by Ed Symkus
Here we go again. Someone out at a Hollywood meeting gets the lamebrain idea to do a remake of a film that, since its creation some 40 years ago, has been regarded as a classic. Why don't these people learn to leave well enough alone? Sure, there's a possibility that a great film can be bettered. But first, why bother? And second, I can't think of one instance where that's actually happened.
I don't have room enough to go into the multitude of reasons why this movie does not succeed in this task. But please, consider a few.
Guy Pearce is completely miscast, not because of his looks or his acting style, but because he just doesn't seem the least bit interested in the part. He walks and bumbles (and rides his big, bright machine) through the whole movie with a lost look on his face. Maybe this is supposed to be ironic, but his character looks out of place even in his own time, never mind when he goes shooting into the future.
Other cast members fare better than him. In her film debut, Irish pop singer Samantha Mumba is quite good -- showing off a relaxed and natural screen presence -- as Mara, part wild woman, part earth mother, part girl who needs rescuing. And Orlando Jones gets a few laughs out of a somewhat straightforward role as a piece of technology in a library from the future. The less said about Jeremy Irons as the Uber-Morlock bad guy, the better. But I can't help myself: He looks like Edgar Winter on a bad day; his powers are never explained; and even though he does talk all about his back story, none of it makes any sense.
Before going on about what's wrong with the film, perhaps a brief synopsis is in order. Scientist-inventor Alexander (Pearce) is brilliant, rebellious, messy (there's always chalk on his clothing), dabbling away at new projects (he comes up with an electric toothbrush at the turn of the 20th century), and amazed at new things around him (he can't keep his eyes or hands off one of those "perambulators" that might one day take the place of horses). When his fianc & eacute;e is killed in a robbery, he flips out, retires to his laboratory, and comes out four years later with a machine that will enable him to travel back in time, change history and save her.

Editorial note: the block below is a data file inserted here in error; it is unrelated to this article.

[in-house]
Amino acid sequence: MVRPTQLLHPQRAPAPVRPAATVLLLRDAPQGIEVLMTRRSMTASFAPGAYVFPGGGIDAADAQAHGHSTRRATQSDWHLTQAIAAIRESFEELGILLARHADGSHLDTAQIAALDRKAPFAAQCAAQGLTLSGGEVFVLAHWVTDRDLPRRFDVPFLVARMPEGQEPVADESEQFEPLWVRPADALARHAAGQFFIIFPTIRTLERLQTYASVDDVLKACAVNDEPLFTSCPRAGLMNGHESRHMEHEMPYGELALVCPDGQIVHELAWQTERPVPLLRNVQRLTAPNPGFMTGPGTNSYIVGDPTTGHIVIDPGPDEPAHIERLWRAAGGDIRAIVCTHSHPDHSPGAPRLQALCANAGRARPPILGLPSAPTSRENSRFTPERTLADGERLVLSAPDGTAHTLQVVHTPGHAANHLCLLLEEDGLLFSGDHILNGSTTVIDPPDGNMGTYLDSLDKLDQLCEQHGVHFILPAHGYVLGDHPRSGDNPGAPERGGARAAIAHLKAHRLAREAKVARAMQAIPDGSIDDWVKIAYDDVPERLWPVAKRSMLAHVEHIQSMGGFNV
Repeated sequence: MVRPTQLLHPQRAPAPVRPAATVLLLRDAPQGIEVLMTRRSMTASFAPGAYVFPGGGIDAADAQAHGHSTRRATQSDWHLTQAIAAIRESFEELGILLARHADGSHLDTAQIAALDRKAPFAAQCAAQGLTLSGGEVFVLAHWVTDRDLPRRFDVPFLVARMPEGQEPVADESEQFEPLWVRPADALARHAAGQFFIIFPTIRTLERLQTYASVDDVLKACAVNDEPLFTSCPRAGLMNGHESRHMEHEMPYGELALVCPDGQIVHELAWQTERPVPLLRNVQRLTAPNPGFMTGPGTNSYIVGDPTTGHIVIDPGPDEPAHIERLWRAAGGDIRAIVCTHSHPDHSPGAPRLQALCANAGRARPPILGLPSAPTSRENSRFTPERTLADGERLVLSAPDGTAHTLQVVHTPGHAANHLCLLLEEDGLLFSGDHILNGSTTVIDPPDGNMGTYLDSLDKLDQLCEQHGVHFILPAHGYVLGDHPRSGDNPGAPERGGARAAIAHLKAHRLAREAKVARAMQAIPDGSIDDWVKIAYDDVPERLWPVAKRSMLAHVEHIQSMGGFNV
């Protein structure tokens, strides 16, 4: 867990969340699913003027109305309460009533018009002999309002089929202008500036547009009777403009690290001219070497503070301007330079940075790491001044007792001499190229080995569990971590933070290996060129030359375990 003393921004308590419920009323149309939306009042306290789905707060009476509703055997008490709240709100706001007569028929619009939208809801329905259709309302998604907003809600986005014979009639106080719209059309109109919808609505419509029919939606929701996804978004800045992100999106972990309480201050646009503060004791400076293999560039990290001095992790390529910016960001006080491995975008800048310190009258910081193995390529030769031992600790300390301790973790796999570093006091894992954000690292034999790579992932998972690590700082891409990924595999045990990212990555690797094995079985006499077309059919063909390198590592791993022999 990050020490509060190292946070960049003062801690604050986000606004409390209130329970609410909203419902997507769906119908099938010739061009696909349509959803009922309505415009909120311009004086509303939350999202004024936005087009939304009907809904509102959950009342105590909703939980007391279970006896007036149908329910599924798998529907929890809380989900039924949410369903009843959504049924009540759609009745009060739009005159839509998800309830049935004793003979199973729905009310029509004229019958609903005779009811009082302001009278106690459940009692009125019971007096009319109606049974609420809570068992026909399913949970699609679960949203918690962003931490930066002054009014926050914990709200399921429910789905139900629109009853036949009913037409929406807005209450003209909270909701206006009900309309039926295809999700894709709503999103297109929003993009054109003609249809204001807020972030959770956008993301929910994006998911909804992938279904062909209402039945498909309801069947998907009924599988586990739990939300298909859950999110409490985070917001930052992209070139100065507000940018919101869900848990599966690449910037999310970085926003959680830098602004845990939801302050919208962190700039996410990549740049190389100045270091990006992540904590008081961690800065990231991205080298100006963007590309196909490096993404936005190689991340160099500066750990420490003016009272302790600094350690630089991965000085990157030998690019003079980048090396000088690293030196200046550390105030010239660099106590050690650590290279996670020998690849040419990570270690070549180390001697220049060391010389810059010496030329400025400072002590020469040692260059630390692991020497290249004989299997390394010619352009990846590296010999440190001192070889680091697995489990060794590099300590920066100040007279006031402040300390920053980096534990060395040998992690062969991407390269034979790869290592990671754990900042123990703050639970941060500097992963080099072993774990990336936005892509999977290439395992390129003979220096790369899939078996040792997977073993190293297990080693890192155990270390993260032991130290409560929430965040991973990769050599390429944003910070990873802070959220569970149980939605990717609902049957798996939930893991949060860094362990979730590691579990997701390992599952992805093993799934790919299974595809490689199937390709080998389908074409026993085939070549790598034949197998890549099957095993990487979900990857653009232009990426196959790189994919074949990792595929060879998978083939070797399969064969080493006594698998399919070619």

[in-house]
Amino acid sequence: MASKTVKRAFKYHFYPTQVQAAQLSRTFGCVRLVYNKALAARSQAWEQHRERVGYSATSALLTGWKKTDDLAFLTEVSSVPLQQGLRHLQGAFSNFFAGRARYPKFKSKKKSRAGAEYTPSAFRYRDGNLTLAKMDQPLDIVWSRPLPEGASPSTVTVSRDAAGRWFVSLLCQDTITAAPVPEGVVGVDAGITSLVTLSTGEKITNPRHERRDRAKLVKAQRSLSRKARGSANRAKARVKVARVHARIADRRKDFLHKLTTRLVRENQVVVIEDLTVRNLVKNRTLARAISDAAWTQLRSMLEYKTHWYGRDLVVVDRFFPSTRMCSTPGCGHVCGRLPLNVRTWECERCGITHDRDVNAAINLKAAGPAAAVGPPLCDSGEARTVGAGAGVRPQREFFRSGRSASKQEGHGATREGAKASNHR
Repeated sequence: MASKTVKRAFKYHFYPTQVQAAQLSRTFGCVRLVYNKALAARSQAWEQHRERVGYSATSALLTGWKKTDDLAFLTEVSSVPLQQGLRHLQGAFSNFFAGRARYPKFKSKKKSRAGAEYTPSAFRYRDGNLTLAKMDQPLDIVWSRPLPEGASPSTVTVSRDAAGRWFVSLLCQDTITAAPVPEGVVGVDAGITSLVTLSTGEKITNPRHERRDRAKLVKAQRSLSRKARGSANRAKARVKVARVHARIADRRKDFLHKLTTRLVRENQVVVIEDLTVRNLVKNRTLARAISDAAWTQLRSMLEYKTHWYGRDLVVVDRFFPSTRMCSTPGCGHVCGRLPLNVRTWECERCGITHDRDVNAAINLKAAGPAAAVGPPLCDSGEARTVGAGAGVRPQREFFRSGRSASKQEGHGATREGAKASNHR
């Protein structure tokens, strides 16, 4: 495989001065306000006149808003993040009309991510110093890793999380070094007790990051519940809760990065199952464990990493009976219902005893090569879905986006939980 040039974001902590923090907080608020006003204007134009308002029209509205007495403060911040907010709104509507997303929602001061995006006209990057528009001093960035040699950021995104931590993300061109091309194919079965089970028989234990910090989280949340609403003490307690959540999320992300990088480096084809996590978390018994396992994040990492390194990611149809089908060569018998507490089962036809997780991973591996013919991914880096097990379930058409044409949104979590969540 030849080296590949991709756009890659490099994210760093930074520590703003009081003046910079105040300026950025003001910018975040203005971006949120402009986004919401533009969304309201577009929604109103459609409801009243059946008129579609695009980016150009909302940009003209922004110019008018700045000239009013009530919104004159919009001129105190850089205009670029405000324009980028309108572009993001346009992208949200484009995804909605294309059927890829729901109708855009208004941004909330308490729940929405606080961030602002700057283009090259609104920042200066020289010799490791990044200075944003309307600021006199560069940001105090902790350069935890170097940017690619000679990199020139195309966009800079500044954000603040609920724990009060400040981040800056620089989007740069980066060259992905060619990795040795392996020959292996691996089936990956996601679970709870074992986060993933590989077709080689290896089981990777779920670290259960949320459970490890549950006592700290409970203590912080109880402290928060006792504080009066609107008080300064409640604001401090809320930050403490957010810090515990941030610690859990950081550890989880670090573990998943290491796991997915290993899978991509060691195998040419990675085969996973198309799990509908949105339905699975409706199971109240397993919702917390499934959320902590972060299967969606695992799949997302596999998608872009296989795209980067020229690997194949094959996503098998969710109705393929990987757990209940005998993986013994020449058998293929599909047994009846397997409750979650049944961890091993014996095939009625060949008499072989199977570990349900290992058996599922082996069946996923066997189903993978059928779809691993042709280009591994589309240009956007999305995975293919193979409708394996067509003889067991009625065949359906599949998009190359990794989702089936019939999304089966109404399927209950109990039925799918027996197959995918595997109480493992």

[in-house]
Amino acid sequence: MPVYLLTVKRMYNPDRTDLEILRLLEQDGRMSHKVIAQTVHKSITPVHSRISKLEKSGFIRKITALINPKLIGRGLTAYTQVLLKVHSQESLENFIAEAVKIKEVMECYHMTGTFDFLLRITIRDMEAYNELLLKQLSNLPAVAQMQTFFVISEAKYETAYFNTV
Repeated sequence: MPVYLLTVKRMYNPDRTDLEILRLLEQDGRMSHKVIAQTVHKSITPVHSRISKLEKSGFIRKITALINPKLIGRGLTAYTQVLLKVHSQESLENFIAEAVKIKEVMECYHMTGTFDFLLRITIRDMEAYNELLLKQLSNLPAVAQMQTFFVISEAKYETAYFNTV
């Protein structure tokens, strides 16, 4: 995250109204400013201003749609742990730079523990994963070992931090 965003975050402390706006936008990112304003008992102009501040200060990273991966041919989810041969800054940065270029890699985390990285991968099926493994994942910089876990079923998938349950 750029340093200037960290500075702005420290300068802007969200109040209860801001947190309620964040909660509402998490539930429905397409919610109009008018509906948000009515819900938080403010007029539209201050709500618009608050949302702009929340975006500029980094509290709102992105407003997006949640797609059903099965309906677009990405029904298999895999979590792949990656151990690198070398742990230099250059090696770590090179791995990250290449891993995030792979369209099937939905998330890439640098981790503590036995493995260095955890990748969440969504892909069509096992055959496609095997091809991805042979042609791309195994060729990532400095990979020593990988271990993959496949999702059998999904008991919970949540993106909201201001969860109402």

What's the world to do with us purists? There was no fianc & eacute;e in the H.G. Wells book or the original George Pal movie. The character -- nameless in the book, called George in the film -- simply wanted to travel through time because he was a scientist, because he wanted to see if it could be done. Why this woman has been thrown in is anybody's guess.
Worse, why, when traveling backward doesn't achieve the required effect, does he decide to go into the future to change the past? And why, when he gets there and finds that only one person speaks English (Mara, naturally), does everyone else suddenly start speaking English?
This would be in the year 802701. But there is an earlier stop, not long after the turn of the 21st century, in a sequence featuring moon rocks falling on Manhattan, re-shot since Sept. 11 to show the results but not the process of the destruction. (This is just another bit of nonsense that really takes away from what could have been a dynamic sequence.) Then he's off again, accidentally going on that very long time trip, to where most of the rest of the film takes place.
All sorts of special visual effects -- a few of them very good-looking -- are front and center in the film. One of them -- styles changing in a dress shop window -- is blatantly lifted from the original film, but most of them come across as visual special effects, which is exactly what an effect should not look like. Why haven't more people -- I'm addressing you, here, George Lucas -- taken a cue from 2001: A Space Odyssey and seamlessly woven effects into their film?
But that's a whole other argument. The main concern with this botched remake is that there's so much wrong with it and so little good about it. A good science fiction film must have some logic to it. There is none here, certainly not in the spectacular-looking (but empty) effects-heavy climax in which hordes of bad guys -- oops, forgot to mention the hideous, obviously computer-generated Morlocks -- are dispatched while all of the good guys miraculously escape destruction. And there's the penultimate moment when villainous Jeremy Irons seems to forget whether he's in The Time Machine or Soylent Green. He suddenly looks at Pearce and says, "You have your answer, now go."
He goes, all right, but once again, what he does makes not a lick of sense. So now it's my turn: You have your review, now don't go.